APS held its second convention in Dallas in 1990, when the organization was still known as the American Psychological Society. Over the years, the convention grew from a small gathering to thousands of attendees from all over the world.

Presenting cutting-edge research from your area and all other areas is at APS’s core, and this is reflected in the organization’s journals, conventions, and public outreach. But as set forth by Spence and Bower, APS has an additional, broader mission as the umbrella organization for the field, which is to do what valuable but more narrowly focused scientific groups, or groups where science is not the primary focus, generally cannot. In pursuing this integrative mission, APS connects you and your science with other areas in ways that strengthen the knowledge base and increase the value of everyone’s research.

Further, all parts of the field can contribute to APS’s activities independent of their proportion in the organization or in the field, and engage in ways that go beyond “parallel play” to allow genuine mutual influence and interaction. APS is uniquely able to create the necessary space and focus in its journals, conventions, and public outreach that integrative research deserves.

From Parallel Play to Integration

The goal of integration across areas within scientific psychology existed from the very beginning of APS. However, it was taken particularly seriously and pushed forward by Past President Walter Mischel, who wrote in one of his Presidential Columns that overcoming the constraints of “artificial traditional disciplinary boundaries rooted in training programs and department structures set a century ago” is essential to progress in psychological science.

The goal of integration across areas within scientific psychology existed from the very beginning of APS.

“Bridge building opens phenomena that lie at the intersections among multiple disciplines, play out at multiple levels, and cannot be seen within the boundaries of any single discipline or captured in the work of any single investigator or lab. Such area-crossing collaborations allow the best tools and perspectives from different levels and disciplines to be focused on important questions. They also can lead to the development and implementation of new shared tools, driven by the questions that the team jointly wants to answer.” (Mischel, 2009) 

Among other things, Mischel helped bring to fruition the International Convention of Psychological Science (ICPS), which is explicitly designed to showcase integrative science and to bridge disciplinary, geographical, and cultural boundaries that impede progress in science. The initiative leading to the ICPS unfolded over a number of years and began with a series of small, informal meetings of prominent researchers from across Europe and the United States. Mischel generously hosted the gatherings at his apartment in the Latin Quarter in Paris, where, surrounded by his paintings and other artwork, he, his initiative co-chair APS Past Secretary Gün Semin, and numerous other distinguished scientific leaders discussed exciting future directions for the field and brainstormed ways that APS could facilitate integrative activities globally. One outcome of these discussions was the ICPS, which was first held in 2015 and far exceeded expectations for attendance and impact, as did the subsequent ICPS conventions. Although temporarily postponed by the COVID-19 pandemic, the ICPS will continue to advance the integrative mission championed by APS and will continue to be at the center of APS’s efforts on behalf of psychological science as a global enterprise. (For more about the ICPS, visit psychologicalscience.org/conventions/icps.)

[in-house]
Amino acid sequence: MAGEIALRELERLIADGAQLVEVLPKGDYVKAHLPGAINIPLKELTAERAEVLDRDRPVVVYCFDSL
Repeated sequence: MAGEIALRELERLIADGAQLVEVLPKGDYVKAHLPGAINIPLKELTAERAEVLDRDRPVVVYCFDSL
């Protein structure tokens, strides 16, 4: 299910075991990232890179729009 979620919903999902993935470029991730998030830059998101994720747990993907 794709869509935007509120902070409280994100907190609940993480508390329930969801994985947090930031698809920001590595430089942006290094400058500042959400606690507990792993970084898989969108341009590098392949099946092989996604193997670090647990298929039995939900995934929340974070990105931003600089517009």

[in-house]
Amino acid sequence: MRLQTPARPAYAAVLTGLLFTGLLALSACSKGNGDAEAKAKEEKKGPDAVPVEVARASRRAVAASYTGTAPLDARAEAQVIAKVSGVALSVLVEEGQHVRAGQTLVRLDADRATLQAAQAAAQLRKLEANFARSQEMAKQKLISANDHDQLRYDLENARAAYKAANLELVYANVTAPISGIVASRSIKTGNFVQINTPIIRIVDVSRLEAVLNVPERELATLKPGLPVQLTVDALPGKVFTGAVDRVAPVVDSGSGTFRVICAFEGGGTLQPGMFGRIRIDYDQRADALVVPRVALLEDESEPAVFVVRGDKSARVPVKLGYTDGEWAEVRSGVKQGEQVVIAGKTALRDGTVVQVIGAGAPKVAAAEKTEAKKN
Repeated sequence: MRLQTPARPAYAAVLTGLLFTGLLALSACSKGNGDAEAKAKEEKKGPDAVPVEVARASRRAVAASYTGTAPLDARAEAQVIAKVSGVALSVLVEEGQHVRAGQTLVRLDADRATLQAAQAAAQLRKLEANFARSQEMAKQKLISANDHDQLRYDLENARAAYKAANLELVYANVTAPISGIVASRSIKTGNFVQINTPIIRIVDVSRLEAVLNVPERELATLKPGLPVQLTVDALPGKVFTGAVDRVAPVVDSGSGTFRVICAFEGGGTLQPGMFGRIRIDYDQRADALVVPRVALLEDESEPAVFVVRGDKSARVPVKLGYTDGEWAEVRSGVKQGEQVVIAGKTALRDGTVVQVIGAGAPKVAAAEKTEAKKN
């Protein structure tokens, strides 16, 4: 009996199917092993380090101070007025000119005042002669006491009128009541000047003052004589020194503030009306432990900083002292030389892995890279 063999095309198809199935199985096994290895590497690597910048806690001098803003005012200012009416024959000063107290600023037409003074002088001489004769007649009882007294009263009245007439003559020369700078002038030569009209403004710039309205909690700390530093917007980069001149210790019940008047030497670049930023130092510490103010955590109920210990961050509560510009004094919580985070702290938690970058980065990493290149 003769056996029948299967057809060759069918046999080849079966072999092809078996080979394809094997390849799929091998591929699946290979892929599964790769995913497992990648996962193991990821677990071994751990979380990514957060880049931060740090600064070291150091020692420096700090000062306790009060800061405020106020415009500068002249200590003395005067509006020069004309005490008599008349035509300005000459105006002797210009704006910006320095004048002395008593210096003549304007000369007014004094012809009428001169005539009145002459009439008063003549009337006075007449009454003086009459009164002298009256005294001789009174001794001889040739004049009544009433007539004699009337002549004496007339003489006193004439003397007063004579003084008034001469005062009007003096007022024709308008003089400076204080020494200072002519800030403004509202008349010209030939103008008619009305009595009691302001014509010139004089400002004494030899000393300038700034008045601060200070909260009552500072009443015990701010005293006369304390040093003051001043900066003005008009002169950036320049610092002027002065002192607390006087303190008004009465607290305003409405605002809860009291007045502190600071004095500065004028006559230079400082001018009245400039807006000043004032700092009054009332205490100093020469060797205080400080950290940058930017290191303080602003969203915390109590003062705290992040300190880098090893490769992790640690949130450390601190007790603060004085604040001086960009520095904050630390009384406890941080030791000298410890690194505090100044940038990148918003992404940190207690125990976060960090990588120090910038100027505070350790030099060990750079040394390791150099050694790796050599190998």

APS’s integrative mission also involves facilitating new scientific frontiers: Fields such as social neuroscience, behavioral economics, embodied cognition, epigenetics, and others have been the focus of many APS activities. One such area in particular is clinical science. From its earliest days, APS has been committed to bringing science to clinical training and practice. For example, APS supported the exploration of alternative models of accreditation that emphasize innovation, flexibility, and the advancement of knowledge (M. Brewer, 1992). As part of this, APS organized the summit meetings that led to the establishment of the Academy of Psychological Clinical Science and the Psychological Clinical Science Accreditation System, which accredits science-based clinical training that draws on the full spectrum of areas within the field and outside of psychological science as well. The clinical science model, now in place in many of the leading training programs, was introduced widely in the APS journal Psychological Science in the Public Interest (PSPI; Baker, McFall, & Shoham, 2008) and is embodied in the mission of another APS journal, Clinical Psychological Science, which features boundary-crossing basic and applied research on topics ranging from “neurons to neighborhoods” (“Aims and Scope,” n.d.).

Speaking for, and Through, Science

As the only dedicated voice for all of scientific psychology, APS has a mandate to engage with science agencies and the U.S. Congress regarding federal support for research. Often this means ensuring that the field has a seat at the table when decisions about agency funding and policies are being made. As one example, APS’s advocacy efforts resulted in a separate directorate for behavioral science at the National Science Foundation, which meant that for the first time, our science was represented at the highest levels of the agency (“NSF Directorate,” 1991). That directorate continues to receive congressional support thanks to APS’s ongoing advocacy efforts (DeSoto, 2020). In another example, APS helped the Obama administration establish what is now the Office of Evaluation Sciences, in which multidisciplinary teams of scientists use findings and methods from behavioral research to evaluate federal programs and policies (“US Office of Evaluation Sciences,” 2018).